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another Etiquette question

Discussion in 'Shooting Related Threads' started by Crickets, Dec 5, 2011.

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  1. Crickets

    Crickets Member

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    Whats the etiquette on giving unsolicited advise while someone is shooting?

    My wife just started shooting trap. She's been out 4 or 5 times 200 or 300 rounds and she's getting pretty good 18 - 21 every time. Yesterday, she shot a 20 on the 1st round with me, so she was feeling pretty good. The second round after shooting 5 straight on the 1st station, one of our squad mates decided to "give her a little advise" between stations. The advise? She didn't have to hold her shell in her hand while she waited her turn- she could put it in the chamber then close the action when it was time to shoot. Threw her game all off, and made her very angry. So much so, she's says she doesn't want to shoot there anymore. Because this isn't the 1st time someone has interrupted her shooting to give advise. All she wants to do is shoot a few rounds without someone interrupting her. To date she has not been able to shoot more than one round before someone walks up during the round to give her advise. I'm a decent shot (94+ ave), but I would never ever walk up behind another shooters wife, while she's shooting with him (or any other time) to give her unsolicited advise on how to shoot. I understand that people want to be helpful and everyone at the club seem very nice, and she appreciates the "useful" advise AFTER THE ROUND. But why do they insist on telling her what to do whiles she's shooting? Are we being over sensitive?
     
  2. rhett1977

    rhett1977 Member

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    another Ettiqute question

    Most people want to help out other shooters. The problem is most of the "advice" is either misplaced or given at the wrong time. Sometimes it's even both.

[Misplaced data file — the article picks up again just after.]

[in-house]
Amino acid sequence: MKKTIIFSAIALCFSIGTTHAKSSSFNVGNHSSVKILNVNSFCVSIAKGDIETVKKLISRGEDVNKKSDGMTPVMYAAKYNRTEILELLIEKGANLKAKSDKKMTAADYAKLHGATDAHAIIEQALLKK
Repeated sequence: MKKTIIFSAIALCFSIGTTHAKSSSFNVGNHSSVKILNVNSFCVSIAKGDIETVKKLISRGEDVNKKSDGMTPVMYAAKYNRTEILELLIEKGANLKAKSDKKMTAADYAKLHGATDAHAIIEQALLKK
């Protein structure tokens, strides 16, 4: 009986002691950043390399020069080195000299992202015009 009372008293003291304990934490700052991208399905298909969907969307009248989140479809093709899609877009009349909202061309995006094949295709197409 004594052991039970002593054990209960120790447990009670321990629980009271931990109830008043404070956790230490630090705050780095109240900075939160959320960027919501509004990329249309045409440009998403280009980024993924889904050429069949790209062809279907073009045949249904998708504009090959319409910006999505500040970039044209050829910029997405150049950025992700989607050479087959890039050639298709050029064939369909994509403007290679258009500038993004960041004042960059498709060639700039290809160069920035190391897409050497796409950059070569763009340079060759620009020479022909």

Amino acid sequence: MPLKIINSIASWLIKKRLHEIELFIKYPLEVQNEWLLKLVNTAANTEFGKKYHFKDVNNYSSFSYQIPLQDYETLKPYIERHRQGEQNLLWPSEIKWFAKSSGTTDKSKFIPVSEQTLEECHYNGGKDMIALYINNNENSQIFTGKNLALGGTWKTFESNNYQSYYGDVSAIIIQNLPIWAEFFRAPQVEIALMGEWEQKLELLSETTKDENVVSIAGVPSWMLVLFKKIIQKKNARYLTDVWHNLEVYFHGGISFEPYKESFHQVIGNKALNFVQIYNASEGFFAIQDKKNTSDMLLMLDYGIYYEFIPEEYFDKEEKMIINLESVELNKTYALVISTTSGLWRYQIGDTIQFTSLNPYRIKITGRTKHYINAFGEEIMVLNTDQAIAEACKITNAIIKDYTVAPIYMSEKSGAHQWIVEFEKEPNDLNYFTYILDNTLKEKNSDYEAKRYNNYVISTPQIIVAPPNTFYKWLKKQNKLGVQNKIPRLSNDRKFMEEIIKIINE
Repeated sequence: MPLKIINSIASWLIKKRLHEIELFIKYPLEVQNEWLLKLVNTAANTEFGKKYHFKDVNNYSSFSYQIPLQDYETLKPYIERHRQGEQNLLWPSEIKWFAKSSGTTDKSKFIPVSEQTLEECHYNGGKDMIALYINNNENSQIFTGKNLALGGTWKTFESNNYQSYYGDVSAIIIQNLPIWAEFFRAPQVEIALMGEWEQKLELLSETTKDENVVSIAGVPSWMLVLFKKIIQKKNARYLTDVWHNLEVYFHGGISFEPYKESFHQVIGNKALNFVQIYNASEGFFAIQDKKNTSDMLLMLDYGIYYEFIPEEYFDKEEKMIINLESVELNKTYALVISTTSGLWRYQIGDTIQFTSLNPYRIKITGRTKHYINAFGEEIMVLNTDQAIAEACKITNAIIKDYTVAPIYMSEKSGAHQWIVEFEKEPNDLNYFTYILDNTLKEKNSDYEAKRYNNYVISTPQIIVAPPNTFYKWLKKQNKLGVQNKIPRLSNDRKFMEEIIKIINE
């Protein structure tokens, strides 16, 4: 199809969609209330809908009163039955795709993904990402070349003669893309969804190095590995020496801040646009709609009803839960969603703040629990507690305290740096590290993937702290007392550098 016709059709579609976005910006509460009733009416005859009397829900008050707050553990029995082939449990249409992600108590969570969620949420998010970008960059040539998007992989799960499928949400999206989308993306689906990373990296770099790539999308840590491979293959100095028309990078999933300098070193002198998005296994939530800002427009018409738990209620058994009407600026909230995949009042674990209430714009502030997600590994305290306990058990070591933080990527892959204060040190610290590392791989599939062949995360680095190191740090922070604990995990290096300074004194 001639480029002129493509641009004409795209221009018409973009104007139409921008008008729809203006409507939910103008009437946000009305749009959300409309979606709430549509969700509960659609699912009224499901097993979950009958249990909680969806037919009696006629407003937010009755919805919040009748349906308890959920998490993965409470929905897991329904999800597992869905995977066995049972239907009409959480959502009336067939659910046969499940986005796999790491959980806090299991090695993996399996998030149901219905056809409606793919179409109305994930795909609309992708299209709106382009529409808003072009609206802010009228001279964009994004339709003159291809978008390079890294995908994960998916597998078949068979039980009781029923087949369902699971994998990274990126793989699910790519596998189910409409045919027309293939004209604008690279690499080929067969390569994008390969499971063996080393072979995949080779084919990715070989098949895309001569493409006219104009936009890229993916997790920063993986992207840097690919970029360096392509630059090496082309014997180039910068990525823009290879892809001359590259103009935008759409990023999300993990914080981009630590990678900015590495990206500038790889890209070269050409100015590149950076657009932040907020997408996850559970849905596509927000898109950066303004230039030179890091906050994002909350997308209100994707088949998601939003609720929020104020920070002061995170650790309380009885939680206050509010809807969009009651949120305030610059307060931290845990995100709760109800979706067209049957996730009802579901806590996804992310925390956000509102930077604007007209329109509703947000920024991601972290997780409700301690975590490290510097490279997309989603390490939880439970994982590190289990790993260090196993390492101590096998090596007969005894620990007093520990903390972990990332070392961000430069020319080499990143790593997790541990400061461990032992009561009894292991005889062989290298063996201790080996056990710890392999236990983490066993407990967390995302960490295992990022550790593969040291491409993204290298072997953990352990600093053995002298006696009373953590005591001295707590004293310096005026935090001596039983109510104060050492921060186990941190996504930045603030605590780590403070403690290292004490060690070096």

3. Oregunner

    Oregunner Well-Known Member

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    There are different kinds of advice. Some pertains to a safety issue. That should be addressed immediately. Some pertains to a "harmony of the squad" issue, which sounds like the advice to your wife. If it was taking a long time for her to load and get ready, it might be a good idea to tell her it was acceptable to load her shell ahead of time. (This should have been covered by her husband before she started shooting :)) If that suggestion was made during a post change, I wouldn't consider that inappropriate. The only time I give technique advice during a round is when a shooter has missed all or most of everything he has shot at. What is the point of getting 25 misses? If something obviously is wrong, I will mention it during a post change. Perhaps he is waiting too long and shooting as the bird is falling. All of these things might happen during a practice round, never during a registered shoot, except a safety issue. If your wife is shooting 20s, she doesn't need any technique advice. Although, if a little well intended interaction upsets her so much that she is ready to quit shooting there, that seems a little extreme. I have always found that communication is key. I would have approached the advice giver, thanked them for their interest and asked them to wait until I am done shooting next time. Mark
     
  4. Barry C. Roach

    Barry C. Roach Well-Known Member

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    Don't shoot with strangers who are just trying to help. Most newbies on this site usually complain that the experienced shooters are "stuck up" and wont talk to them. We're damned if we help and damned if we don't.
     
  5. Old Cowboy

    Old Cowboy Active Member

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    Yes, you are being overly sensitive. The guy was just trying to be helpful.
     
  6. BigM-Perazzi

    BigM-Perazzi Well-Known Member

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    sew a "200 straight" patch on her vest......

    That will help.
     
  7. BIGDON

    BIGDON Well-Known Member

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    Mountain out of a mole hill. Take it as a compliment, the advice giver is trying to be macho, she is probably not bad looking. Tell her it's a hormonal thing on the males part. Everyone wants to help women and kids.

    This advice should have been given after not during the round.

    Don
     
  8. open choke

    open choke TS Member

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    People have to learn how to mind their own business sometimes.

    Even if she had her shell in her hand; I can't see that holding up the squad at least she is ready to go. Now if the shooter had an empty action and an empty hand meaning the shells are still in a box/vest that will slow the squad down a little.
     
  9. Ross

    Ross Well-Known Member